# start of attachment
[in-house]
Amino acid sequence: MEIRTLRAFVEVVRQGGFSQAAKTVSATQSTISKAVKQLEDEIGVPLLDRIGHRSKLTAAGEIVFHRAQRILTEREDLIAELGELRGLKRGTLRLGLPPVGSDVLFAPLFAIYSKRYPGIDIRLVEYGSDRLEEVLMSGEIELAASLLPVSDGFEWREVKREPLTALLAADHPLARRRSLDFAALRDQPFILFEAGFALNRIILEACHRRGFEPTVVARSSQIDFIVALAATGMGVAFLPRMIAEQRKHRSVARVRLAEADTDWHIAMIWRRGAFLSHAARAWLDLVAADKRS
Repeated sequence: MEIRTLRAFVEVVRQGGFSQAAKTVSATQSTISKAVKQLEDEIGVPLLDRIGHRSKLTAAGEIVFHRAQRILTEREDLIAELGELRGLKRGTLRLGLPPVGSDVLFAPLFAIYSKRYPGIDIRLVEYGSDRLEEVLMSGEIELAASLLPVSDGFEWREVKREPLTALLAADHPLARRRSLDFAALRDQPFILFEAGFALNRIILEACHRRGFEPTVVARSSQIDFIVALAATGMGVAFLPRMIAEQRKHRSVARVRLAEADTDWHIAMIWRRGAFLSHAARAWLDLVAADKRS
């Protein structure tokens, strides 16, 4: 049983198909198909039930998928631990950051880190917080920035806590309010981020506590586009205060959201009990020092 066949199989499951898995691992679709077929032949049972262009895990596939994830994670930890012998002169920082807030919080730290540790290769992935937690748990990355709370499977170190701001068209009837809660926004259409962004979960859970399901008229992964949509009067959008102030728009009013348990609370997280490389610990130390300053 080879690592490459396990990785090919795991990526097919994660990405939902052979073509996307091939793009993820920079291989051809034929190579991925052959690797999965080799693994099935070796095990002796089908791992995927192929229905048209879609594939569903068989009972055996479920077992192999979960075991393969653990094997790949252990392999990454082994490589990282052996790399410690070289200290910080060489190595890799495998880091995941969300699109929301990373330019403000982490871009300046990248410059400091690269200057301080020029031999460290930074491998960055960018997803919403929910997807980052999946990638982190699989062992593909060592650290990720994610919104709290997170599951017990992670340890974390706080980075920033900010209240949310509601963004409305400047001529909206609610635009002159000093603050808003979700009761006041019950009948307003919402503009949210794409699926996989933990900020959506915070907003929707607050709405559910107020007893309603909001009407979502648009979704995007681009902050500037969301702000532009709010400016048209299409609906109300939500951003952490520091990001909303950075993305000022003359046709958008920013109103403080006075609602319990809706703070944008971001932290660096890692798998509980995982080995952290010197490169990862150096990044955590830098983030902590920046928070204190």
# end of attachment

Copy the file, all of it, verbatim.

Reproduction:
[in-house]
Amino acid sequence: MEIRTLRAFVEVVRQGGFSQAAKTVSATQSTISKAVKQLEDEIGVPLLDRIGHRSKLTAAGEIVFHRAQRILTEREDLIAELGELRGLKRGTLRLGLPPVGSDVLFAPLFAIYSKRYPGIDIRLVEYGSDRLEEVLMSGEIELAASLLPVSDGFEWREVKREPLTALLAADHPLARRRSLDFAALRDQPFILFEAGFALNRIILEACHRRGFEPTVVARSSQIDFIVALAATGMGVAFLPRMIAEQRKHRSVARVRLAEADTDWHIAMIWRRGAFLSHAARAWLDLVAADKRS
Repeated sequence: MEIRTLRAFVEVVRQGGFSQAAKTVSATQSTISKAVKQLEDEIGVPLLDRIGHRSKLTAAGEIVFHRAQRILTEREDLIAELGELRGLKRGTLRLGLPPVGSDVLFAPLFAIYSKRYPGIDIRLVEYGSDRLEEVLMSGEIELAASLLPVSDGFEWREVKREPLTALLAADHPLARRRSLDFAALRDQPFILFEAGFALNRIILEACHRRGFEPTVVARSSQIDFIVALAATGMGVAFLPRMIAEQRKHRSVARVRLAEADTDWHIAMIWRRGAFLSHAARAWLDLVAADKRS
């Protein structure tokens, strides 16, 4: 049983198909198909039930998928631990950051880190917080920035806590309010981020506590586009205060959201009990020092 066949199989499951898995691992679709077929032949049972262009895990596939994830994670930890012998002169920082807030919080730290540790290769992935937690748990990355709370499977170190701001068209009837809660926004259409962004979960859970399901008229992964949509009067959008102030728009009013348990609370997280490389610990130390300053 080879690592490459396990990785090919795991990526097919994660990405939902052979073509996307091939793009993820920079291989051809034929190579991925052959690797999965080799693994099935070796095990002796089908791992995927192929229905048209879609594939569903068989009972055996479920077992192999979960075991393969653990094997790949252990392999990454082994490589990282052996790399410690070289200290910080060489190595890799495998880091995941969300699109929301990373330019403000982490871009300046990248410059400091690269200057301080020029031999460290930074491998960055960018997803919403929910997807980052999946990638982190699989062992593909060592650290990720994610919104709290997170599951017990992670340890974390706080980075920033900010209240949310509601963004409305400047001529909206609610635009002159000093603050808003979700009761006041019950009948307003919402503009949210794409699926996989933990900020959506915070907003929707607050709405559910107020007893309603909001009407979502648009979704995007681009902050500037969301702000532009709010400016048209299409609906109300939500951003952490520091990001909303950075993305000022003359046709958008920013109103403080006075609602319990809706703070944008971001932290660096890692798998509980995982080995952290010197490169990862150096990044955590830098983030902590920046928070204190």